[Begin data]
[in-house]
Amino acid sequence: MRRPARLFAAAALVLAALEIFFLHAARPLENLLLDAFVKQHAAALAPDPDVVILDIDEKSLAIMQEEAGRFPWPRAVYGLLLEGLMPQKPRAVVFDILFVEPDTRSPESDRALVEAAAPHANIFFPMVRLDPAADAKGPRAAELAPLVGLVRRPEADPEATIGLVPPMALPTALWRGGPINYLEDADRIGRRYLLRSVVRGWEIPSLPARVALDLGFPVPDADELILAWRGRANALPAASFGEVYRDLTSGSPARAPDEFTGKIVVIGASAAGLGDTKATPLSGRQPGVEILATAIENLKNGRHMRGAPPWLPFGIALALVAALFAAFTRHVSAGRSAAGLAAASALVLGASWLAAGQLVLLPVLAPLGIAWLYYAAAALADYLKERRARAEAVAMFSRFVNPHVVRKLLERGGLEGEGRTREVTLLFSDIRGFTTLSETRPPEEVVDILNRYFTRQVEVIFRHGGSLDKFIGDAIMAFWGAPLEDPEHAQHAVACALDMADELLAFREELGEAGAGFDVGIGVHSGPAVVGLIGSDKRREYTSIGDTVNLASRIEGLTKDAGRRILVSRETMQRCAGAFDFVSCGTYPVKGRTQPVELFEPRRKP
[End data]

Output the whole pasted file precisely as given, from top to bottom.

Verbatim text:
[in-house]
Amino acid sequence: MRRPARLFAAAALVLAALEIFFLHAARPLENLLLDAFVKQHAAALAPDPDVVILDIDEKSLAIMQEEAGRFPWPRAVYGLLLEGLMPQKPRAVVFDILFVEPDTRSPESDRALVEAAAPHANIFFPMVRLDPAADAKGPRAAELAPLVGLVRRPEADPEATIGLVPPMALPTALWRGGPINYLEDADRIGRRYLLRSVVRGWEIPSLPARVALDLGFPVPDADELILAWRGRANALPAASFGEVYRDLTSGSPARAPDEFTGKIVVIGASAAGLGDTKATPLSGRQPGVEILATAIENLKNGRHMRGAPPWLPFGIALALVAALFAAFTRHVSAGRSAAGLAAASALVLGASWLAAGQLVLLPVLAPLGIAWLYYAAAALADYLKERRARAEAVAMFSRFVNPHVVRKLLERGGLEGEGRTREVTLLFSDIRGFTTLSETRPPEEVVDILNRYFTRQVEVIFRHGGSLDKFIGDAIMAFWGAPLEDPEHAQHAVACALDMADELLAFREELGEAGAGFDVGIGVHSGPAVVGLIGSDKRREYTSIGDTVNLASRIEGLTKDAGRRILVSRETMQRCAGAFDFVSCGTYPVKGRTQPVELFEPRRKP